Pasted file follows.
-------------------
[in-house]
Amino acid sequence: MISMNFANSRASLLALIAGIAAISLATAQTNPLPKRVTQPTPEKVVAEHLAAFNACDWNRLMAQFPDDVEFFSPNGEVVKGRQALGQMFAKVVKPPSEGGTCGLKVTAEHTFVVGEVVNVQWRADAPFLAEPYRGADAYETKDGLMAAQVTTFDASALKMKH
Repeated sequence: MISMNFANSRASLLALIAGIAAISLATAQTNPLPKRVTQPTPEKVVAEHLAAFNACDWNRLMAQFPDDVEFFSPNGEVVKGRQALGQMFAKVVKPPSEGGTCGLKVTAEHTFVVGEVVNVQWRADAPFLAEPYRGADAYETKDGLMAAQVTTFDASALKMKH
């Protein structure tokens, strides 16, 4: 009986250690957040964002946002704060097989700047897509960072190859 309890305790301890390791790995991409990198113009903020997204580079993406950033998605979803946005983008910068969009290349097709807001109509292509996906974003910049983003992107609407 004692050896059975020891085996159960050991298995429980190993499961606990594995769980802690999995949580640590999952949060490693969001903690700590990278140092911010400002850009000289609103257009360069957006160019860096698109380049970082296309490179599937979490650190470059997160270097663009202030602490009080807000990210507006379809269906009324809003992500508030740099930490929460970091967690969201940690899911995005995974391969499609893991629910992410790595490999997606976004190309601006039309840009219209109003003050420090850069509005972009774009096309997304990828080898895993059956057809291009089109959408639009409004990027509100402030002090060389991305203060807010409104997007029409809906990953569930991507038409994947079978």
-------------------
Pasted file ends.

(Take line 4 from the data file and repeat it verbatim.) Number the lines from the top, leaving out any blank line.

């Protein structure tokens, strides 16, 4: 009986250690957040964002946002704060097989700047897509960072190859 309890305790301890390791790995991409990198113009903020997204580079993406950033998605979803946005983008910068969009290349097709807001109509292509996906974003910049983003992107609407 004692050896059975020891085996159960050991298995429980190993499961606990594995769980802690999995949580640590999952949060490693969001903690700590990278140092911010400002850009000289609103257009360069957006160019860096698109380049970082296309490179599937979490650190470059997160270097663009202030602490009080807000990210507006379809269906009324809003992500508030740099930490929460970091967690969201940690899911995005995974391969499609893991629910992410790595490999997606976004190309601006039309840009219209109003003050420090850069509005972009774009096309997304990828080898895993059956057809291009089109959408639009409004990027509100402030002090060389991305203060807010409104997007029409809906990953569930991507038409994947079978």